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Russia: Government Plans Aggressive Tax Collection And Spending Cuts To Boost Revenues

Moscow, 23 June 1998 (RFE/RL) - Russian Prime Minister Sergei Kiriyenko warned today that criminal proceedings will be instituted against tax evaders, accounts will be frozen and property seized as the government launches an urgent campaign to boost revenue. Kiriyenko spoke during an expanded cabinet meeting in Moscow, during which he and President Boris Yeltsin unveiled the government's anti-crisis economic program.

The center-piece of the program is a reorganization of the tax system coupled with improved collection to help shrink the ballooning budget deficit. The package also aims to cut government spending by some 42 billion rubles ($6.8 billion), notably by slashing the number of civil servants. Other measures include a program of government support for Russian exports and debt rescheduling for industry.

The plan comes just as the Council of Europe released a report today calling Russia's non-payment of wages "astronomical." The report by the Assembly's Social Affairs Committee cites Russian government sources as estimating that in mid-1997 the total amount of unpaid wages reached about $9 billion.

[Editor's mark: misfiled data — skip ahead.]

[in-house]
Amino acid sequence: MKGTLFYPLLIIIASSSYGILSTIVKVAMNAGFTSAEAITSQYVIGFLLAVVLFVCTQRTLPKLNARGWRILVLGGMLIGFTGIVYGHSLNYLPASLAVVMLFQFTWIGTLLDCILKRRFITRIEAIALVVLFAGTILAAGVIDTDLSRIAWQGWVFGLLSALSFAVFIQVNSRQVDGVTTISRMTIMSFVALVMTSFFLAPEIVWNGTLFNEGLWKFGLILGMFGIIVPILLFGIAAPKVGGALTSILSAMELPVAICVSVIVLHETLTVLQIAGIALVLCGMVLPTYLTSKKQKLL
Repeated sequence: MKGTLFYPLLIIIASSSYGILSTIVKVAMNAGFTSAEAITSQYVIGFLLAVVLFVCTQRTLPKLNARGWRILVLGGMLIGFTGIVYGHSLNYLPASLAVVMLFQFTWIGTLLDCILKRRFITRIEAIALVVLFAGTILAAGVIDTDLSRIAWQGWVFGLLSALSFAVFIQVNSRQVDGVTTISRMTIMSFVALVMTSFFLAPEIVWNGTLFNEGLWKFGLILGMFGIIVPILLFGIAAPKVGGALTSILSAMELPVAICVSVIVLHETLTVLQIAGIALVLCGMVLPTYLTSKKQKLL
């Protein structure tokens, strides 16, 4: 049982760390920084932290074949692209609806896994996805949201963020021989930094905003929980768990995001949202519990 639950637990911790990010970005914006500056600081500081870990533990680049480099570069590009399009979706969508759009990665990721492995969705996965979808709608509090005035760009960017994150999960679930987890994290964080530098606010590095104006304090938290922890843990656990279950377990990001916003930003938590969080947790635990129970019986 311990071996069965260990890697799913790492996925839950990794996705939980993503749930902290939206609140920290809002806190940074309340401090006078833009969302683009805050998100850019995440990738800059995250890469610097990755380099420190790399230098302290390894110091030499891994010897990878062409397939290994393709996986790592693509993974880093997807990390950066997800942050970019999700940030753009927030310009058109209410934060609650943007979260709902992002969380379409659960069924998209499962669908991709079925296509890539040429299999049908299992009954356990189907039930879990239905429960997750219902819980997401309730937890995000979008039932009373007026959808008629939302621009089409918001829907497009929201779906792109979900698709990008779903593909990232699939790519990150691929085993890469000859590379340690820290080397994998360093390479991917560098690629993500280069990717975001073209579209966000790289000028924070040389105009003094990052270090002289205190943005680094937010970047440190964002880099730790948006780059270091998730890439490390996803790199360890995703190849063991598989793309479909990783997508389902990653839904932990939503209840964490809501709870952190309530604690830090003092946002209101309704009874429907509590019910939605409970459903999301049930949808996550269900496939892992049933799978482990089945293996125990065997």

The report said that by March of this year total wage indebtedness had increased by another six percent. It noted that in Moscow alone 400 enterprises have wage debts.

The government has ruled out any devaluation of the ruble and vowed to set a stable currency as a priority.

Yeltsin said the austerity package must be approved by parliament as soon as possible to restore confidence in Russia's economy. He warned deputies that the government will resort to unspecified measures if they fail to do so.

Also today, Russian Finance Minister Mikhail Zadornov said in Moscow that the government hopes to finish talks with the International Monetary Fund (IMF) on an emergency loan within two to three weeks.

An IMF team is currently in Moscow to discuss the issue.

The government is seeking an additional loan of $10-15 billion from the IMF to help it out of its recent financial crisis.